|We don't bite newbies here... much|
Re: Re: Software Design Resourcesby chunlou (Curate)
|on Aug 22, 2003 at 07:42 UTC||Need Help??|
Within a month it was shown that all of the test case produced by programmers/testers targeting their efforts according to their (or their superiors) best judgment, had covered less than 15% of the total APIs with 10% having been duplicated over and over, 5% of the possible parameter combinations, and found less than 1% of the possible bugs.
According to the limited description, the repeated 10% "duplication" was probably due to "best judgment" bias. If random sampling is used instead, it's almost impossible to have such a duplication across testers and overtime (though you still will have duplications "locally").
"Best judgement" bias is like trying to estimate the total number of Perl programmers in the world by asking people what language they use in Perl websites alone.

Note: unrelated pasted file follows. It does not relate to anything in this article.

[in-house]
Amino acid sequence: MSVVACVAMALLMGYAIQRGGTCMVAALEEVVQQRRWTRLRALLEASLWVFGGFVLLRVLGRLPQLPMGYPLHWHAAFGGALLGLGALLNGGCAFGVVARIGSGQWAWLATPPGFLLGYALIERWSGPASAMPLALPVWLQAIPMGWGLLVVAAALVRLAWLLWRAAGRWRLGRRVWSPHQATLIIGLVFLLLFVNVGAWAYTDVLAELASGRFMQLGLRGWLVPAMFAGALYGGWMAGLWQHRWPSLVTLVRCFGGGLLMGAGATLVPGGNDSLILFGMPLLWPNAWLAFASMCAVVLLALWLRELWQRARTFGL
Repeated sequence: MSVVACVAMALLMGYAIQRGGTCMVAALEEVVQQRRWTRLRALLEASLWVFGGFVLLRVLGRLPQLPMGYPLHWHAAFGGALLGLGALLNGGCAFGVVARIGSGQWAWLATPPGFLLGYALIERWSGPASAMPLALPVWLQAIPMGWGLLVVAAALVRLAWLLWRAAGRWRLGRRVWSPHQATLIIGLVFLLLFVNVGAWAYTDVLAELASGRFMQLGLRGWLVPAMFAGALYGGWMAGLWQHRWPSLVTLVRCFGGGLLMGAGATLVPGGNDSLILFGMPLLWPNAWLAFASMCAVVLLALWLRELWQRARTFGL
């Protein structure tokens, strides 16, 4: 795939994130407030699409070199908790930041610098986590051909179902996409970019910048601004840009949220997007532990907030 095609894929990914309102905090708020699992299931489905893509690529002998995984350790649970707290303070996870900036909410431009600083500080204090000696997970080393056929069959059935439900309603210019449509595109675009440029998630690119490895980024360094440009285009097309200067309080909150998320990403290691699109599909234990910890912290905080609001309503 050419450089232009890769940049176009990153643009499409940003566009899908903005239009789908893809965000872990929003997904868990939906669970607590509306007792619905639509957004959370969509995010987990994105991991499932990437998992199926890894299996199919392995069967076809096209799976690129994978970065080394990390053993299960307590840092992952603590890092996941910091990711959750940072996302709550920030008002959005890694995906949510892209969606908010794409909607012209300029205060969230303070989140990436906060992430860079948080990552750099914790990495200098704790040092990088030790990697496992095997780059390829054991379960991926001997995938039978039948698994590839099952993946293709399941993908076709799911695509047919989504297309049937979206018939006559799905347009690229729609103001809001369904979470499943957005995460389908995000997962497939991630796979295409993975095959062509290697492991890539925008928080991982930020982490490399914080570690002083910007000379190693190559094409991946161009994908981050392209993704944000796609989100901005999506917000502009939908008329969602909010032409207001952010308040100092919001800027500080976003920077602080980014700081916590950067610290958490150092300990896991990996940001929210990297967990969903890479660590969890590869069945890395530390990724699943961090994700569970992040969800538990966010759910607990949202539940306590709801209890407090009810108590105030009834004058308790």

The "1% of the possible bugs" estimate was possibly derived from something like the catch-and-release method I mentioned in my another reply in this thread.
The the unprobabilistic approach of "best judgement" and the probabilistic estimate of "1% of the possible bugs" seem strange to occur together, however.
* * * * * *
In case "probability" may sound like a voodoo, consider this: In a population of 100, if all are ages 25, what sample size do you need to come up with a 100% confidence estimate of the population average age? One, of course.
If 90 of them are of age 30 and 10 age 20 (average 29), a random sample of size one give you an "average" 30 90% of the time. Pretty good "estimate" actually, considering you don't have to ask all 100 of them.
The worst case (in term of sample size needed) is a 50/50 split.
So, a population of one million all aged 25 only need a sample size one to get a good (perfect in this case) estimate, whereas a population of 30, 10 aged 30, 10 aged 20, 10 aged 5 needs a larger sample size.
The moral: the quality of a statistical estimate is affected by the heterogeneity of the population, not its size. It's very counterintuitive to many people, I know.